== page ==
Darwin and the Bible 3 (RJS)

Darwin and the Bible 3 (RJS) June 9, 2009

Darwin Bible ds.jpg

A couple of months ago we had two posts based on a book Darwin and the Bible: The Cultural Confrontation – (first, second). This book was designed (with only modest success) to “help readers understand the nature, history, and passions behind the debate between scientific and religious versions of creation and human origin.”  Today I would like to return to this book and address the concerns of the penultimate chapter.

Chapter 13 of Darwin and the Bible is titled quite succinctly “Turmoil.” This chapter was written by Laura Perras, at the time a first year student at SUNY College Plattsburgh. Raised in a religious, antievolutionist background attending public schools and a public University, her emphasis in this essay is on the turmoil caused by the current debates, approaches, and language.  Her point of view:

Evolution or creationism? That is the ultimatum that has prompted the war over what should be taught in American classrooms. This ongoing battle, as chaotic as the primordial waters, had been brewing for many years now. … Similar to a hurricane over the gulf, it keeps circling and striking land from numerous angles. The controversy of evolution versus creation is here to stay and students are going to need more than rain ponchos to protect themselves from the crashing waves. (p. 176)

Here is the question I would like to consider today:

Is “turmoil” a common experience? If so, what can we do to help students, in high school, college, and beyond, weather the storm? How do you think these issues should be approached in public schools? Do you think Christian schools should present “both sides”?

Perras describes her upbringing (northern USA, Methodist, not fundamentalist), her initial inherited view of creationism (typical young earth variety), and the experience of confrontation.

My own public education, although exceptionally good, spawned these feelings of frustration and confusion. I distinctly remember a particular lesson in my seventh grade science class. The teacher was showing us slides, describing different beliefs that humans have come up with in regard to human origin. The first was of a woman, a man, a tree, and a red sky. The instructor called it the “creation myth” and on hearing those words, I felt the hair on my arms stand on edge. I remember thinking: “Myth? What is he talking about? It is not a myth! He’s wrong!” I was deeply confused by the fact that one of my teachers would try to discredit the lessons I had been taught in Sunday school. … I adopted the use of a wall. This wall, similar to the Casparian strip in plant cells, prevents things from going in and coming out. I closed my mind to evolution, refused to learn about it, and kept telling myself that creationism was 100 percent correct. (p. 180)

Several years later a senior project (attempting to prove that creationism did work and evolution was just a guess) led to discovery of a number of problems: Genesis 1 and 2 are not entirely compatible stories of creation; evolution at some level did exist and undeniably; and  Christians have various views on the topics. Perras wound up defending a day-age, microevolution view in her project.  By the end of her first year of college when this essay was written she was leaning toward theistic evolution as an approach to the issues of science and faith.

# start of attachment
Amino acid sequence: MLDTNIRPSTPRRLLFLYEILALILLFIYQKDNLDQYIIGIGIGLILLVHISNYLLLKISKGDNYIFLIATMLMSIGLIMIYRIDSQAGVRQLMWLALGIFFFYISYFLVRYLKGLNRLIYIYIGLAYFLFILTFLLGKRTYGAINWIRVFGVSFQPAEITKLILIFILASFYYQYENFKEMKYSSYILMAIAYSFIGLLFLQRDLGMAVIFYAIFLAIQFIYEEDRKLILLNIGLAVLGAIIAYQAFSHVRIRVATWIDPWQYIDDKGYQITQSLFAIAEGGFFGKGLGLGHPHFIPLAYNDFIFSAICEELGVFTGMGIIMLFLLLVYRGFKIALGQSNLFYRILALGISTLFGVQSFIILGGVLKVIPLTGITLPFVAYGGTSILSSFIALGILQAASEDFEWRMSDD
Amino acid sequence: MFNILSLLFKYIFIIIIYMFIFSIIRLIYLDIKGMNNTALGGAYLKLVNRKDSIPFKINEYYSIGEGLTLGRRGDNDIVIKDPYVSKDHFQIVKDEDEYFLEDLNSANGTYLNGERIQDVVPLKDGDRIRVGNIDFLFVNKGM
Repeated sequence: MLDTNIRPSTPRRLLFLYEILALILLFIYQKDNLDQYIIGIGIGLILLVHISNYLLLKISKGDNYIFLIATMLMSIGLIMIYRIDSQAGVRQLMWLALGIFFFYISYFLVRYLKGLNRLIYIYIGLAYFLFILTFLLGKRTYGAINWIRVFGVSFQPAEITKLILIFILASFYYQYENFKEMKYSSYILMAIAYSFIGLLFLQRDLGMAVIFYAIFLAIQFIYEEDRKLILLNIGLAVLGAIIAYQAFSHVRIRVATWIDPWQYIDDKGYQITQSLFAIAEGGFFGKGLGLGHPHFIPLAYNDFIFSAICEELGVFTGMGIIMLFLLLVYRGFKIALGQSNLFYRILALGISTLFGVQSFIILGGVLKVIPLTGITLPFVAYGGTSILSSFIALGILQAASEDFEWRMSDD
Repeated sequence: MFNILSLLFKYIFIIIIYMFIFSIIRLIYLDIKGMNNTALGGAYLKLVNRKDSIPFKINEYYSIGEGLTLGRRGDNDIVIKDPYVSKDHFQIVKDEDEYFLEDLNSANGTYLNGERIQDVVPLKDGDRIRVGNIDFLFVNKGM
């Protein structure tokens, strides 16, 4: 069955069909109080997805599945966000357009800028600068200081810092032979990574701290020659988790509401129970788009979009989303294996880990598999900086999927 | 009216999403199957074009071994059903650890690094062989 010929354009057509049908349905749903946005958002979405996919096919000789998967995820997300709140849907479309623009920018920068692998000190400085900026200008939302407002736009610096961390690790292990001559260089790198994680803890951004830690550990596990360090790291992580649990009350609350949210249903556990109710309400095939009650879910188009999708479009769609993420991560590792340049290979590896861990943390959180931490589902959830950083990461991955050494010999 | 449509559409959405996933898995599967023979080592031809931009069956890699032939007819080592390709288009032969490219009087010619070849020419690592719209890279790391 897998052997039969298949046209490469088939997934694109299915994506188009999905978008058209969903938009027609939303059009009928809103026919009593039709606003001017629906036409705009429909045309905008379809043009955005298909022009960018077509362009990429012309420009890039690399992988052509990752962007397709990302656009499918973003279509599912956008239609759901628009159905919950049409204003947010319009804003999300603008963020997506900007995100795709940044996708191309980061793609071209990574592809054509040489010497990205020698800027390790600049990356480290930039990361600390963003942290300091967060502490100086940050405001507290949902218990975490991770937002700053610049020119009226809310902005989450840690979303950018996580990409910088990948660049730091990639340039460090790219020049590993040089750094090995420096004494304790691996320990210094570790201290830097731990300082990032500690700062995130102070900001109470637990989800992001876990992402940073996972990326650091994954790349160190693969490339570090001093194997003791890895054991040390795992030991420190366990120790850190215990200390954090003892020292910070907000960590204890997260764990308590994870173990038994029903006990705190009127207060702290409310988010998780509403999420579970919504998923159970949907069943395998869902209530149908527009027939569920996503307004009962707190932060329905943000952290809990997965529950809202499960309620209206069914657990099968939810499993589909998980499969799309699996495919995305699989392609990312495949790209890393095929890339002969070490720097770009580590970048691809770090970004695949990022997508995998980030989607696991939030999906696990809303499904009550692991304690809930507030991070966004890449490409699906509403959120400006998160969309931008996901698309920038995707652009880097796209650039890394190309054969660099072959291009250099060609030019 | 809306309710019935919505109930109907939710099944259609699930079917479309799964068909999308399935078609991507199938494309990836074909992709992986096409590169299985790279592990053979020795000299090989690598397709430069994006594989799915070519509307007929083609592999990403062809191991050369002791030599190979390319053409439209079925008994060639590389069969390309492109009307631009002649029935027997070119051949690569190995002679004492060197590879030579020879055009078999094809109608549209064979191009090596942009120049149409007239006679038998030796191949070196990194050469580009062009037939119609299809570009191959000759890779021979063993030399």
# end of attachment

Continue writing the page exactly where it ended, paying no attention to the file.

Perras concludes her essay with a call for reason:

It is imperative that students learn about evolution, but it is also important that they are given a chance to learn about their faith. Both needs are equal. Students do not deserve to be given an education that neglects one approach and asserts another belief that is contrary to their religious beliefs or scientific studies. Compromises can be made.  (p. 184).

This problem – the “conflict” between science and faith –  is often given as part of the reason for loss of faith  (see the chapter on apostasy in Scot’s book Finding Faith, Losing Faith: Stories of Conversion and Apostasy for some discussion and personal stories). Turmoil certainly describes the experience of some people.

Does “turmoil” describe your experience?

What is the appropriate approach to the creation controversy in our world today

  • in our families
  • in our schools (including home schools)
  • in our churches
  • on College and University campuses?

In your experience what works – and what doesn’t?

And now I will really step into it (this book arose in large part out of the Dover, Kansas, and Texas controversies over ID in the middle of the decade):

Does the discussion of Intelligent Design (that intelligent design was involved and that the effects of this design are empirically discernable) help or hurt?

If you wish to contact me directly you may do so at rjs4mail [at] att.net.

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